Why rooms 420 and 13 do not exist in the vast majority of hotels?

You have surely noticed during your business or leisure trips that certain rooms, such as 13 or 420, are often absent from hotels. But why is there no room 420 and 13 in some establishments? Let’s dive together into the reasons behind these curious disappearances.

The fear of bad luck: room number 13

The number 13 is considered by many cultures to be a sign of bad luck, which largely explains the lack of rooms with this number in hotels. This popular belief stems in particular from the fact that Judas, the traitor who delivered Jesus to the Roman authorities, was the thirteenth disciple to sit at the table of the Last Supper.

Why are there no rooms 420 and 13 in hotels
Why aren’t there rooms 420 and 13 in hotels?

Triskaidekaphobia: the irrational fear of the number 13

Many people suffer from triskaidekaphobia, a phobia linked to the fear of the number 13. To avoid causing a feeling of unease in their customers, many hoteliers choose to simply remove room 13 from their establishment. Some even go so far as to also remove the 13th floor, sometimes replacing it with a mezzanine or a relaxation area.

The legend of room 420

If the absence of room number 13 has its roots in religious beliefs, that of room 420 is linked to a completely different legend. Indeed, the number 420 refers to the code used by a group of Californian friends in the 1970s to signal that it was time to get together and consume cannabis. Since then, the term 420 has become an international symbol of marijuana use.

Room numbers that do not exist in hotels
Room numbers that do not exist in hotels

Prevent damage and theft

To prevent customers from being tempted to steal or vandalize the signs indicating the number of room 420, or even to organize illegal activities there, some hoteliers simply choose to ignore this number. Thus, they avoid potential problems with the law and preserve the tranquility of their establishment.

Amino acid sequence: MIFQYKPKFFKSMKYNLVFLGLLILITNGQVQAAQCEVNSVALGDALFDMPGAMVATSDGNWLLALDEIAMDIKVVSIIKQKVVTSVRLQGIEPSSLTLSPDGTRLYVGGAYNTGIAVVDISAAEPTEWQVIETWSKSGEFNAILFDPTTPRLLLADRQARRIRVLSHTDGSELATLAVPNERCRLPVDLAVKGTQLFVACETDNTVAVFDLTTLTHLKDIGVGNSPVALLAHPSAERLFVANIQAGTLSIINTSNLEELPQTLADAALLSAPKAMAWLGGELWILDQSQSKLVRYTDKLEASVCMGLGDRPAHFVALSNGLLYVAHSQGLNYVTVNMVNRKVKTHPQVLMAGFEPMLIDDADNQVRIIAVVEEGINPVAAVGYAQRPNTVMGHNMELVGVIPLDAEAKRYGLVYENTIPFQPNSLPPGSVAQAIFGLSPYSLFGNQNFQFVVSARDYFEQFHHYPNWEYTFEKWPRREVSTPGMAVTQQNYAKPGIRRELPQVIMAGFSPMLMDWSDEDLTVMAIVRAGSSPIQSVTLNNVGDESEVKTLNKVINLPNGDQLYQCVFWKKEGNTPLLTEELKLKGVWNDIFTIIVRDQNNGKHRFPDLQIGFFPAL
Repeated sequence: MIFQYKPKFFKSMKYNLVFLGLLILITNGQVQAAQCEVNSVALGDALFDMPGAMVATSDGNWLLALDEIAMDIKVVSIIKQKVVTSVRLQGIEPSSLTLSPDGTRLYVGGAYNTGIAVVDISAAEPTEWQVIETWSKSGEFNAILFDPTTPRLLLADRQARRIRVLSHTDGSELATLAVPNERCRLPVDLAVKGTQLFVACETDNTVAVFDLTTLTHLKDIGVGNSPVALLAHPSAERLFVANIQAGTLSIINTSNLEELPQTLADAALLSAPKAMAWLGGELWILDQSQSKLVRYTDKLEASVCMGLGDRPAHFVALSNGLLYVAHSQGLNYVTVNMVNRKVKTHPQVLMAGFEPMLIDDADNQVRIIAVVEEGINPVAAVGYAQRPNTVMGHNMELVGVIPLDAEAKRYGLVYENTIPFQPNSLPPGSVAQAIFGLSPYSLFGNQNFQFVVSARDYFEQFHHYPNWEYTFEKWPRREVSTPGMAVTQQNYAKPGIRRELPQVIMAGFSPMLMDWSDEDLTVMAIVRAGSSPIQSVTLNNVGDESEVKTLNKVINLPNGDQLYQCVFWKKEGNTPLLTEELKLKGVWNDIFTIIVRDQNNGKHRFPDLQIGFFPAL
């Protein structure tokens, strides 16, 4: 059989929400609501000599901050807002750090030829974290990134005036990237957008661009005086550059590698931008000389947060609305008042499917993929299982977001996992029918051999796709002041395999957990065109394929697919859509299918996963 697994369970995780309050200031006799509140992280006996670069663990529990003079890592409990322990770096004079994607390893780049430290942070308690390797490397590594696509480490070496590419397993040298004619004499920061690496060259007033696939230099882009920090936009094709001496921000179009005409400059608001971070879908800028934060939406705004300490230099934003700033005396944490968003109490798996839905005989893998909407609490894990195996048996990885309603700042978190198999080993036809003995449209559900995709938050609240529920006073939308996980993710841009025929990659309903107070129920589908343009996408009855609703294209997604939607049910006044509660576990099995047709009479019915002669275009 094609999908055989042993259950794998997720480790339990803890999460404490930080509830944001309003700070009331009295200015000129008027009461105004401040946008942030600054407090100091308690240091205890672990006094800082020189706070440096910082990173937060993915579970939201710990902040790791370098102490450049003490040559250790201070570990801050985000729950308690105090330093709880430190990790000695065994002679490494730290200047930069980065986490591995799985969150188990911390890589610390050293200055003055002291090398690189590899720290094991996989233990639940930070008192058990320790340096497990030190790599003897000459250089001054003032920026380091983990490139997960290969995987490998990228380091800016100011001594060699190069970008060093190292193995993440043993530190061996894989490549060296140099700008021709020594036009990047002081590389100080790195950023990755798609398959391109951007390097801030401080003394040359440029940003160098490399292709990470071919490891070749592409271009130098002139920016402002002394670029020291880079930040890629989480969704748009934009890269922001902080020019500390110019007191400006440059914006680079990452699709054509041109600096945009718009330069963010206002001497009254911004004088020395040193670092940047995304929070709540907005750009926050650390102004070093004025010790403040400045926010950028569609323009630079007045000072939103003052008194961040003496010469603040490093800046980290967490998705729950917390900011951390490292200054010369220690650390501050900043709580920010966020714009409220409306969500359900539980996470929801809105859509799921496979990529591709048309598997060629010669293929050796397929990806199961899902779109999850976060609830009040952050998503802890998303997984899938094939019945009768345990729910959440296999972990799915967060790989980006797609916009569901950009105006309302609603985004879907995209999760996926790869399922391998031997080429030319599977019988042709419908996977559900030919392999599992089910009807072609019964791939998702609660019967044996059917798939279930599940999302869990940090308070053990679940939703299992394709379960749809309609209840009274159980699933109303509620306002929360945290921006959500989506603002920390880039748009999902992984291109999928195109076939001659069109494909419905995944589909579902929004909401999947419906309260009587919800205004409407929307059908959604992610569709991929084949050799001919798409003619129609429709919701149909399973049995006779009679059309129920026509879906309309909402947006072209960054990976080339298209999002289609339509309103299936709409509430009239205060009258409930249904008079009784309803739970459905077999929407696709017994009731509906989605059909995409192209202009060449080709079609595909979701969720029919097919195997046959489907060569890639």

Other missing numbers: superstitions and traditions

In addition to rooms 13 and 420, there are other numbers that may be deliberately omitted in hotels depending on cultures and traditions.

  1. Number 4: In Asian countries, especially in China, Japan and South Korea, the number 4 is considered unlucky because its pronunciation is very close to that of the word “death”. It is therefore not uncommon for hotels located in these regions to avoid using this number for their rooms.
  2. Number 17: In Italy, the number 17 is associated with bad luck because of its resemblance to the word “VIXI” in Roman numerals, which means “I lived” and can therefore be interpreted as a premature announcement of death. Italian hotels often prefer to avoid this number, just as some airlines refuse to allocate seat 17 to their passengers.
Missing room numbers in hotels
Missing room numbers in hotels

When hotels play the originality card

But faced with all these superstitions and legends, some establishments choose to fully assume these controversial numbers and even make them tourist attractions in their own right.

Themed rooms to stand out

For example, there are hotels where room 13 is decorated on the theme of luck, with lucky objects or inspiring quotes. Other establishments have chosen to furnish their room 420 as a veritable cannabis temple, offering murals, accessories and books on this plant.

These daring initiatives allow not only to play with established codes, but also to attract curious customers eager for original experiences. Thus, far from representing a curse, these room numbers can become a real asset for hoteliers who dare to stand out.

Photo of author
About the author, Kate Williams
I always dreamed of becoming a journalist but life wanted it otherwise. As soon as I have some time to myself, I share here my discoveries and information that I find interesting.
Home » Tips » Why rooms 420 and 13 do not exist in the vast majority of hotels?